War of the Rebellion: Serial 077 Page 0552 KY., SW. VA., TENN., MISS., ALA., AND N. GA. Chapter LI.

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Numbers 7. - Brigadier General Jacob Ammen, U. S. Army, of skirmishes at Rheatown, Jonesborough, the Watauga River, and Carter's Station.

Numbers 8. - Major General John C. Breckinridge, C. S. Army, commanding Department of Western Virginia and East Tennessee, of skirmish at Greeneville.

Numbers 9. - Brigadier General John Echols, C. S. Army of operations September 30-October 3.

Numbers 10. - Brigadier General Alfred E. Jackson, C. S. Army, commanding at Saltville, of operations October 1-8.

Numbers 11. - Brigadier General John S. Williams C. S. Army, of operations October 1-5.

Numbers 12. - Brigadier General John S. Williams, C. S. Army of skirmishers at Kingsport, Rogersville, and Greeneville.

Numbers 13. - Brigadier General George B. Cosby, C. S. Army of operations October 5.

Numbers 14. - Surg. William Jennings, C. S. Army, of wounded prisoners at Saltville.

Numbers 1. Reports of Bvt. Major General Stephen G. Burbridge, U. S. Army, commanding District of Kentucky, of skirmishers at Clinch Mountain and Laurel Creek Gap and action at Saltville.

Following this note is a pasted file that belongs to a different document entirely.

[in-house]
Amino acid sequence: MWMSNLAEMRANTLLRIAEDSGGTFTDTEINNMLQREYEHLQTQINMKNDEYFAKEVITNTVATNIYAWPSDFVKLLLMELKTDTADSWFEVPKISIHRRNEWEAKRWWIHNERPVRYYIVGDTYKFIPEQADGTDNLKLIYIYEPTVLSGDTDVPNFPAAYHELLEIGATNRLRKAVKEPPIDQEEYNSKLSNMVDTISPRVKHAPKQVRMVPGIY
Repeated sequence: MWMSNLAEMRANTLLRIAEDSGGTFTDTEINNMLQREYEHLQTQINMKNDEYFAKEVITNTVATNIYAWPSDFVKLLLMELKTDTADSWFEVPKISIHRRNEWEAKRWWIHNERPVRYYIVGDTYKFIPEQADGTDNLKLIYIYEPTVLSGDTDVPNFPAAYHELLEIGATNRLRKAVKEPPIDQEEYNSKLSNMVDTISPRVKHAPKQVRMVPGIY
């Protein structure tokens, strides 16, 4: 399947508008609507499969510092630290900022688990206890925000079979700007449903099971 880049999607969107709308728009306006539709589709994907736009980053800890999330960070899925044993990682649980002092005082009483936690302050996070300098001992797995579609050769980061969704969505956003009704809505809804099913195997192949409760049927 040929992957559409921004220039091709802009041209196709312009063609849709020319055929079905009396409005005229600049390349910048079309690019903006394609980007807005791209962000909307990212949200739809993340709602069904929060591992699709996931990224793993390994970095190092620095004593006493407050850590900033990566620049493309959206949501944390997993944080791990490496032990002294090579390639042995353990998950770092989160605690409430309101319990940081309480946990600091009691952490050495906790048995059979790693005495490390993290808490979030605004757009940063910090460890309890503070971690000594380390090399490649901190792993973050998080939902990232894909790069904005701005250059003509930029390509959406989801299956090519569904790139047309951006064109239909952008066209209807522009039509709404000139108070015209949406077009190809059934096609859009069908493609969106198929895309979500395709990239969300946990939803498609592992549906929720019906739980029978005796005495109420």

CATLETTSBURG, KY., October 7, 1864-10 a. m.

(Received 1. 10 p. m.)

Forcing the enemy from Clinch Mountain and Laurel Gap, after heavy skirmishing, we met the enemy three miles and a half from Saltville on the morning of the 2nd instant, and drove him to his works around the salt-works, where he was strongly intrenched on the bluffs in heavy force, under Echols, Williams, Vaughn, and, it is said, Breckinridge. We at once attacked him and drove him from his works on our left and center, and held him in check on the right, and finally, in spite of artillery and superior numbers, whipped him at every point and forced him back to his main works. In the evening our ammunition gave out, and holding the position taken until night, I withdrew the command in excellent order and spirits. The occupation of the works themselves was only prevented by failure of ammunition. From prisoners I learn the enemy's force was between 6,000 and 8,000, and that Breckinridge was present with 4,000 from Lynchburg. My force amounted to 2,500 engaged. It is certain his force greatly outnumbered us. A detachment sent to Pound Gap forced its way through and drove Prentice with a superior force from his works at Gladeville, capturing several prisoners, a quantity of small-arms, and 1 piece of artillery. Our loss in all is about 350; the enemy more. Report fully by mail. Received on 3rd orders from General Sherman to return.

S. G. BURBRIDGE,

Brevet Major-General.

Honorable E. M. STANTON,

Secretary of War, Washington, D. C.

HEADQUARTERS,

Lexington, Ky., October 10, 1864.

The result of the expedition my be thus stated: We whipped the rebels in every engagement fighting from the Virginia line up to the salt-works, where we had a heavy engagement with from 6,000 to 10,000 rebels, under Breckinridge, Vaughn, Echols, and Williams lasting from morning until night. Our force was 2,500 engaged. We took the enemy's works, overlooking the salt-works, on our left and center, and